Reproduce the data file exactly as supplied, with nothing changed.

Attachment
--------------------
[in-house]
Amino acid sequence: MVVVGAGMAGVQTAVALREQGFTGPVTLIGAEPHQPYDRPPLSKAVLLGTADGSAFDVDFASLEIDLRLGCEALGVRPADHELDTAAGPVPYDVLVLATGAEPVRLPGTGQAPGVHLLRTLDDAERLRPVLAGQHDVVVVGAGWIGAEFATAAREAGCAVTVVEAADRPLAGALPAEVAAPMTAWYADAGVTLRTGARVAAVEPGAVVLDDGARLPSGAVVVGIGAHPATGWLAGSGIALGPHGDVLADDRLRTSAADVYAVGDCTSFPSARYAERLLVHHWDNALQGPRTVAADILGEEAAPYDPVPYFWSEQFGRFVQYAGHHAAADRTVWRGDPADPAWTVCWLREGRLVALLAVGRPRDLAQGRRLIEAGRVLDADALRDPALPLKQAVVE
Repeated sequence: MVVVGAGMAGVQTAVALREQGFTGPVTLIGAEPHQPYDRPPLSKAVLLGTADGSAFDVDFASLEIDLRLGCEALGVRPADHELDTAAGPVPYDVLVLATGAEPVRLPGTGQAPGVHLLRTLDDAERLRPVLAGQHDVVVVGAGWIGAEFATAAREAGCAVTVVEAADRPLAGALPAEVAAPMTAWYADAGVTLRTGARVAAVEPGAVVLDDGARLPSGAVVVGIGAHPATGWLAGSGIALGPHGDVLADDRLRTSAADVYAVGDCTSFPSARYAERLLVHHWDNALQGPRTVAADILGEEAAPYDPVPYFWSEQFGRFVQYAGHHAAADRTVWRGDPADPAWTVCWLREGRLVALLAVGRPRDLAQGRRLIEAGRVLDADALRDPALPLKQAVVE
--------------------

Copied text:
[in-house]
Amino acid sequence: MVVVGAGMAGVQTAVALREQGFTGPVTLIGAEPHQPYDRPPLSKAVLLGTADGSAFDVDFASLEIDLRLGCEALGVRPADHELDTAAGPVPYDVLVLATGAEPVRLPGTGQAPGVHLLRTLDDAERLRPVLAGQHDVVVVGAGWIGAEFATAAREAGCAVTVVEAADRPLAGALPAEVAAPMTAWYADAGVTLRTGARVAAVEPGAVVLDDGARLPSGAVVVGIGAHPATGWLAGSGIALGPHGDVLADDRLRTSAADVYAVGDCTSFPSARYAERLLVHHWDNALQGPRTVAADILGEEAAPYDPVPYFWSEQFGRFVQYAGHHAAADRTVWRGDPADPAWTVCWLREGRLVALLAVGRPRDLAQGRRLIEAGRVLDADALRDPALPLKQAVVE
Repeated sequence: MVVVGAGMAGVQTAVALREQGFTGPVTLIGAEPHQPYDRPPLSKAVLLGTADGSAFDVDFASLEIDLRLGCEALGVRPADHELDTAAGPVPYDVLVLATGAEPVRLPGTGQAPGVHLLRTLDDAERLRPVLAGQHDVVVVGAGWIGAEFATAAREAGCAVTVVEAADRPLAGALPAEVAAPMTAWYADAGVTLRTGARVAAVEPGAVVLDDGARLPSGAVVVGIGAHPATGWLAGSGIALGPHGDVLADDRLRTSAADVYAVGDCTSFPSARYAERLLVHHWDNALQGPRTVAADILGEEAAPYDPVPYFWSEQFGRFVQYAGHHAAADRTVWRGDPADPAWTVCWLREGRLVALLAVGRPRDLAQGRRLIEAGRVLDADALRDPALPLKQAVVE